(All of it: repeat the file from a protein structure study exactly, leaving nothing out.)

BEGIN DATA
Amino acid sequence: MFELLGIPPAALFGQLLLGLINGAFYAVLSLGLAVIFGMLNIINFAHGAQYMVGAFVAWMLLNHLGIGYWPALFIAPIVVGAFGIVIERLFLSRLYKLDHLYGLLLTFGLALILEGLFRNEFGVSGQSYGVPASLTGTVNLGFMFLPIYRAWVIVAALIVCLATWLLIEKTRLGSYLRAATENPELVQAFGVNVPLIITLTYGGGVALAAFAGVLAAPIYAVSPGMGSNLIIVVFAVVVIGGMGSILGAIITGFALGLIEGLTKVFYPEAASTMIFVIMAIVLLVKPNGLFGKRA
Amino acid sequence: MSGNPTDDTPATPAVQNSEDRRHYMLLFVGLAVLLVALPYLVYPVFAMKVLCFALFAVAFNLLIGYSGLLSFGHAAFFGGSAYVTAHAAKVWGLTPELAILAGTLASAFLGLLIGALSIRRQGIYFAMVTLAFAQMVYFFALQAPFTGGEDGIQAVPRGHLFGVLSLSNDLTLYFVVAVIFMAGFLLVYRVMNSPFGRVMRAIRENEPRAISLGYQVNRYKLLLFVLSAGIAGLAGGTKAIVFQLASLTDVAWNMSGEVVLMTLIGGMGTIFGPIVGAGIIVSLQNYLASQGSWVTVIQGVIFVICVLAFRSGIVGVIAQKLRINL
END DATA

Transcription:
Amino acid sequence: MFELLGIPPAALFGQLLLGLINGAFYAVLSLGLAVIFGMLNIINFAHGAQYMVGAFVAWMLLNHLGIGYWPALFIAPIVVGAFGIVIERLFLSRLYKLDHLYGLLLTFGLALILEGLFRNEFGVSGQSYGVPASLTGTVNLGFMFLPIYRAWVIVAALIVCLATWLLIEKTRLGSYLRAATENPELVQAFGVNVPLIITLTYGGGVALAAFAGVLAAPIYAVSPGMGSNLIIVVFAVVVIGGMGSILGAIITGFALGLIEGLTKVFYPEAASTMIFVIMAIVLLVKPNGLFGKRA
Amino acid sequence: MSGNPTDDTPATPAVQNSEDRRHYMLLFVGLAVLLVALPYLVYPVFAMKVLCFALFAVAFNLLIGYSGLLSFGHAAFFGGSAYVTAHAAKVWGLTPELAILAGTLASAFLGLLIGALSIRRQGIYFAMVTLAFAQMVYFFALQAPFTGGEDGIQAVPRGHLFGVLSLSNDLTLYFVVAVIFMAGFLLVYRVMNSPFGRVMRAIRENEPRAISLGYQVNRYKLLLFVLSAGIAGLAGGTKAIVFQLASLTDVAWNMSGEVVLMTLIGGMGTIFGPIVGAGIIVSLQNYLASQGSWVTVIQGVIFVICVLAFRSGIVGVIAQKLRINL